Master’s in Public Administration candidate, 2013,
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Friday, April 27, 2012
The Political Challenges Inherent in Solving English Language Instruction and the Push for Latin as a Tool to Instruct Children in Learning Grammar
This essay is in part in reply to an article Pamela wrote concerning her frequent use of the present active participle. I was struck by the way in which American society at present rarely discusses grammar and the way in which grammar is taught today. Originally, I had planned on writing only about how Latin might better teach children grammar in English, but my thoughts soon turned to the larger problem of NCLB and the way in which English is taught to children today.
I read your article on the present active participle (that you posted some time ago), and I wanted you to know I enjoyed it. We as a society rarely discuss grammar, and it's good to know someone appreciates it as much as I do! Maybe we could reverse this trend if we brought Latin back into the curriculum, but that's a hard sell these days, though for what it's worth I was a colloquium a few years ago at U of I and the chair of the classics department at Indiana was going on and on about how Latin and foreign language in general are so effective at teaching kids grammar in English. I would surmise this is likely because our English grammar was adapted from Latin (and later French as well) and as such is not very intuition-friendly. Once the grammar has been established in another language, however, the student "translates" the grammar he or she knows from that language to English, just as the original grammarians did.
Yet, despite the common sense conclusion of the above stipulation, there is little reason to believe that school districts are going to start implementing Latin into their curricula at any time in the near future. There are a number of reasons for this, mostly rooted in the fact that school districts must educate students in such a way so that they pass state standardized testing requirements at the end of the year. These requirements, set forth in the federal No Child Left Behind Act, serve as a metric for which to judge school performance. Schools that fail to make “adequate yearly progress” in consecutive years may be forced to close, and states that fail to meet guidelines may lose federal funding. So in response to the need to meet these requirements school districts across the country have implemented curricula that place emphasis on the material covered in these tests to such a degree that a standard curriculum has been adapted to meet the very language of the test, often to the detriment of the education the child actually receives. A good example here is the use of the term “magnitude” for “absolute value” in mathematics education. Even though the term “absolute value” is used across the board in higher education mathematics and the academic world in general, because someone decided that the term “magnitude” was more palatable this is the term used to educate students.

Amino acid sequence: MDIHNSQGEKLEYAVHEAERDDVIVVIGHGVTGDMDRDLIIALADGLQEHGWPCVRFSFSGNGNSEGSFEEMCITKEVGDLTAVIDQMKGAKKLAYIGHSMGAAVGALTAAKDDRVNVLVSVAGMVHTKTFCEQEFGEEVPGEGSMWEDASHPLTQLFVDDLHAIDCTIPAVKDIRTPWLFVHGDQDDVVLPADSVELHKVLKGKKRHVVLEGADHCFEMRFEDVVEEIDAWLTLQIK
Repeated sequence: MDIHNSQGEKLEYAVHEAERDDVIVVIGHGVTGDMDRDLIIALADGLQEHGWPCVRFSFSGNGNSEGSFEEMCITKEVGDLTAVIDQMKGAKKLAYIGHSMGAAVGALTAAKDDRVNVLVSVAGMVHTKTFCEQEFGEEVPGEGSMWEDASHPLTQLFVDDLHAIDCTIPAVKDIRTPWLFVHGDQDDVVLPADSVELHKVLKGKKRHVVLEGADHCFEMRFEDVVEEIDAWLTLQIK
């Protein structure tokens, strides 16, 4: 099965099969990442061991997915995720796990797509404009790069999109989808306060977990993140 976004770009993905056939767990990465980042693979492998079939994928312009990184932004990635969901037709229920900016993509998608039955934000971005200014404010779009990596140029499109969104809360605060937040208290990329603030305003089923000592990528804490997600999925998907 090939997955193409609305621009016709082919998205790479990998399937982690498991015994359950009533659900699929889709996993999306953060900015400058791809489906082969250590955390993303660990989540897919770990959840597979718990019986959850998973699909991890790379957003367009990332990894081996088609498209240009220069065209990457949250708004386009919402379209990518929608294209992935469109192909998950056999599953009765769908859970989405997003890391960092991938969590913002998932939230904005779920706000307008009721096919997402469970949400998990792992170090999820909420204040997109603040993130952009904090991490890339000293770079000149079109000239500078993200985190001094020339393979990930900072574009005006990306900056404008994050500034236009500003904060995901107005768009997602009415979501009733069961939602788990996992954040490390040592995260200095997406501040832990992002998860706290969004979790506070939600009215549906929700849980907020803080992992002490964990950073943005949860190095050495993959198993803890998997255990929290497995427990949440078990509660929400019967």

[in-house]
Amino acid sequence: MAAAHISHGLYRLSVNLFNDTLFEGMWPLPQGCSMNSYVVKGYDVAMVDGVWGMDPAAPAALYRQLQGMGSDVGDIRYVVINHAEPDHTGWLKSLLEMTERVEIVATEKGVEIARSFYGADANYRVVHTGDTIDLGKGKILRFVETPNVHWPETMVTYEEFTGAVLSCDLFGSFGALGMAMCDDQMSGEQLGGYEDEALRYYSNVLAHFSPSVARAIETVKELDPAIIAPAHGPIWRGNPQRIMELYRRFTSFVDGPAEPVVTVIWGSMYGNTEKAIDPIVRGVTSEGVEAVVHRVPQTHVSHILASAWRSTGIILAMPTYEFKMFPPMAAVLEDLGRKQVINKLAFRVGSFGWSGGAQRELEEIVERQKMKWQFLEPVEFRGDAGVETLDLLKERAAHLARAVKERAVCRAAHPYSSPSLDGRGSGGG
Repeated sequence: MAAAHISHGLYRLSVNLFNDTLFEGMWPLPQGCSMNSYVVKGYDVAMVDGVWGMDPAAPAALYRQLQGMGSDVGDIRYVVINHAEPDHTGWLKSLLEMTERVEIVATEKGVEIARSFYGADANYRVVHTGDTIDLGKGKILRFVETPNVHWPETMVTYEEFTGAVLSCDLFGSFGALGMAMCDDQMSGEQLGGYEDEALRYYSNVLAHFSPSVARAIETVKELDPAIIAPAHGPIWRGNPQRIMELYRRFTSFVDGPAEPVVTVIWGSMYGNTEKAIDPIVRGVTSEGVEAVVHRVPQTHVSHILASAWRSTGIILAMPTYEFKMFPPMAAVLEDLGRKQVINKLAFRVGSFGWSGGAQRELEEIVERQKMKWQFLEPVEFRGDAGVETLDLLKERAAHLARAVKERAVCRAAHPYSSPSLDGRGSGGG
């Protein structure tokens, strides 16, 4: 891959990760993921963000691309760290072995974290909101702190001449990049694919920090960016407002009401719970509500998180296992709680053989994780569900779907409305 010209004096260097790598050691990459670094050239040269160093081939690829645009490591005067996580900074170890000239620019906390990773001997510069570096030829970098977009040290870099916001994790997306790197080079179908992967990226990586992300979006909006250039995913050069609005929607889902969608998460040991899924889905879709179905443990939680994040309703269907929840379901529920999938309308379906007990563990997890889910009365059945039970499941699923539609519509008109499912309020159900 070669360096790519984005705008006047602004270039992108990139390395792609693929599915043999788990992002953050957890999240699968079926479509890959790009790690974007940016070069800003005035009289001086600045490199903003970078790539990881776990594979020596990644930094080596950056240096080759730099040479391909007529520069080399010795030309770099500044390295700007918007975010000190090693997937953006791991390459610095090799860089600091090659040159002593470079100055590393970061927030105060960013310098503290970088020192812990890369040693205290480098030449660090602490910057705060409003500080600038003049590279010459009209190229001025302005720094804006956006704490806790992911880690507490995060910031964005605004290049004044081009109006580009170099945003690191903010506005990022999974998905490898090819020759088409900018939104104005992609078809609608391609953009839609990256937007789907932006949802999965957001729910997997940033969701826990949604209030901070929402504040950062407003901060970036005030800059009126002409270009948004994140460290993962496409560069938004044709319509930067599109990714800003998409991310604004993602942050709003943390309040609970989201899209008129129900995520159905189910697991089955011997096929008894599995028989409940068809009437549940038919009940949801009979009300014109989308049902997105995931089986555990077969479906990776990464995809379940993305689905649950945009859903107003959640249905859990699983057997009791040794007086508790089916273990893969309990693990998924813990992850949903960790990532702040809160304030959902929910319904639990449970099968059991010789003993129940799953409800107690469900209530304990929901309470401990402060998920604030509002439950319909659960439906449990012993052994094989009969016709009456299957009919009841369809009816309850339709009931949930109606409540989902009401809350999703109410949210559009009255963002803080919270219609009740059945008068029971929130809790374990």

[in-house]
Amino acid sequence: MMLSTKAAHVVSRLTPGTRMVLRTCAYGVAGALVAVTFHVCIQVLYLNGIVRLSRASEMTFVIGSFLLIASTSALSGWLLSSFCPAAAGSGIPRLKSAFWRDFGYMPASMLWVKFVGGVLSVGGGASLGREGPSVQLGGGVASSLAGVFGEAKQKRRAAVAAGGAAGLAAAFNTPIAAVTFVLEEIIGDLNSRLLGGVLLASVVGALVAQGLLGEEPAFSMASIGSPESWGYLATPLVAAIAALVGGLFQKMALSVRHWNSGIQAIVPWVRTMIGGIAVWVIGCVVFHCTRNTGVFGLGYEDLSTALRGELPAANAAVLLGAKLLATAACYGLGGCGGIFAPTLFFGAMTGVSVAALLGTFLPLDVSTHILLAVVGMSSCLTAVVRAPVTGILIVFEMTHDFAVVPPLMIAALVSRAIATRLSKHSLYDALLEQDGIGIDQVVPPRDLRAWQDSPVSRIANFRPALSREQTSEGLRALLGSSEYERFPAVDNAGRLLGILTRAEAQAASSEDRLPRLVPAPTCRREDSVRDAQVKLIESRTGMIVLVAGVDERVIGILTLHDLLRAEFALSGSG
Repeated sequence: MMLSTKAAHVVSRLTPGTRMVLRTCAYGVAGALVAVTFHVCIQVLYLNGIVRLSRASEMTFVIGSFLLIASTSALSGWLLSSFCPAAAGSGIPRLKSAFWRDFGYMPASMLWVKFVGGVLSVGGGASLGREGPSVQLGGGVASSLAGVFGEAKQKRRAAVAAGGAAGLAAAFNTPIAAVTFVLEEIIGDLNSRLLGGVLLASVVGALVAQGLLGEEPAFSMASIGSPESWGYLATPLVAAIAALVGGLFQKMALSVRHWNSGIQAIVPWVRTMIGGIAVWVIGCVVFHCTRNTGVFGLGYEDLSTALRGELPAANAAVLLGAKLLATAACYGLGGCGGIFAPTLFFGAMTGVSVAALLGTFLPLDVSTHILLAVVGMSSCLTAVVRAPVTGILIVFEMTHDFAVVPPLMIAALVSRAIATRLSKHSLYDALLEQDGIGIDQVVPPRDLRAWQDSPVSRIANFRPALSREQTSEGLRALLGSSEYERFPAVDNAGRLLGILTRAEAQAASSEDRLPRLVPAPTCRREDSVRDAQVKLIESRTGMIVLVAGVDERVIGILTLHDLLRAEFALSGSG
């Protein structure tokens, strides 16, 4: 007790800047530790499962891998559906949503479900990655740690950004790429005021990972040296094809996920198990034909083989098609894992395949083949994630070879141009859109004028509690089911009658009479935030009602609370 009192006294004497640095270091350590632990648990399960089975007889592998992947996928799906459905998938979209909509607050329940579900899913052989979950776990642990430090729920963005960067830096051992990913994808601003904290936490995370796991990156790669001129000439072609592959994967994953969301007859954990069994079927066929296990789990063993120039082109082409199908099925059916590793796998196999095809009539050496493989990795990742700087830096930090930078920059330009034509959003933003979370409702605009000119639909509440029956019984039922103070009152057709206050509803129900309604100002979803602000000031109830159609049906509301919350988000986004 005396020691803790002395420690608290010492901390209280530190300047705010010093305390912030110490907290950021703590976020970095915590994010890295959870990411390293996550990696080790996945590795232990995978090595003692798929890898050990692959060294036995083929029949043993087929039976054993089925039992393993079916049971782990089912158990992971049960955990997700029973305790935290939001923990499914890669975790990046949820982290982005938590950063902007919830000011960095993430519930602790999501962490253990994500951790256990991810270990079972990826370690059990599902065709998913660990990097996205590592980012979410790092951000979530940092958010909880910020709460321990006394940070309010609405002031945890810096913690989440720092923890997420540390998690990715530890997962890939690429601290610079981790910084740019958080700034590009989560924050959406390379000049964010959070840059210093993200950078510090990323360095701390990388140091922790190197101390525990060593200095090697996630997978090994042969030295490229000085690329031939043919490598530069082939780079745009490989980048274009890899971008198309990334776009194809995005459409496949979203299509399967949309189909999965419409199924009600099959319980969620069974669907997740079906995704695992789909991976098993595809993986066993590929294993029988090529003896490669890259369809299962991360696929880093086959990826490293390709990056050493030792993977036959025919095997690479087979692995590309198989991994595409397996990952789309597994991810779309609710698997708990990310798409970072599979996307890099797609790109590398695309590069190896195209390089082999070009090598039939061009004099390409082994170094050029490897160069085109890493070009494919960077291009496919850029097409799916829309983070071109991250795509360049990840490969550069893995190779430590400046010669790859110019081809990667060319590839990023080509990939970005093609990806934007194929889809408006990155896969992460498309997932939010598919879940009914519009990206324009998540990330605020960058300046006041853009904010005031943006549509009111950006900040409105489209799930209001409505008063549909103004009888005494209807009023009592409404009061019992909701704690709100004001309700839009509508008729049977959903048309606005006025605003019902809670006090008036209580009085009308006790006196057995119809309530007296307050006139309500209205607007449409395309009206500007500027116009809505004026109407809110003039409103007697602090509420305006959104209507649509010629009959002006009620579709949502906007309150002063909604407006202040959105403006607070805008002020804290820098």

The situation is no better in the reading and writing curriculum which, instead of nurturing a desire to read and an appreciation for language via grammatical instruction, forces children to memorize the differences between, for example, the “main idea” and “supporting details” in very boring passages so that they can pass the tests the state needs them to pass in order to receive federal funds. Forget diagramming sentences, which have almost entirely gone by the wayside; the push now is to develop only those ideas which are tested at the state level. This is a tragedy, students are denied the best tools to develop actual comprehension, teachers are denied the autonomy they need in order to teach effectively, and those who develop a curriculum must tailor it in ways to meet the standards set forth by the states at the expense of what actually works. Yes, there is presently a “dumbing down” in curriculum development, and almost everybody is losing.
--Which is why it is all the more difficult to argue for changes such as the implementation of Latin and French as instructional tools in teaching effective grammar skills. The blowback that academics who push for this change undeniably face (if they are heard at all) is perfectly well understood because in many cases there simply is no space for these ideas in the curriculum. Where there is space, educators are hard at work implementing their own ideas and might not be receptive to what they perceive to be little more that elitist academic suggestions.
This is unfortunate, to say the least. Elitist or not, it is simply a fact that English grammar was shaped by Latin and that grammarians who taught English historically understood that language as well. There is no good reason not to teach English in such a way in that it “makes sense” to the students, especially those who come from backgrounds where English is not a first language or where the English spoken as home differs significantly from the English as it is taught in the schools. Latin allows for the implementation of grammatical rules that do make sense, that teach subject and object, imperfect and perfect tense, and the relative pronoun in such a way as that it is abstracted from the politics of the English language; no matter what variety of the English is spoken at home, the rules learned from Latin carry over and comprehension is improved.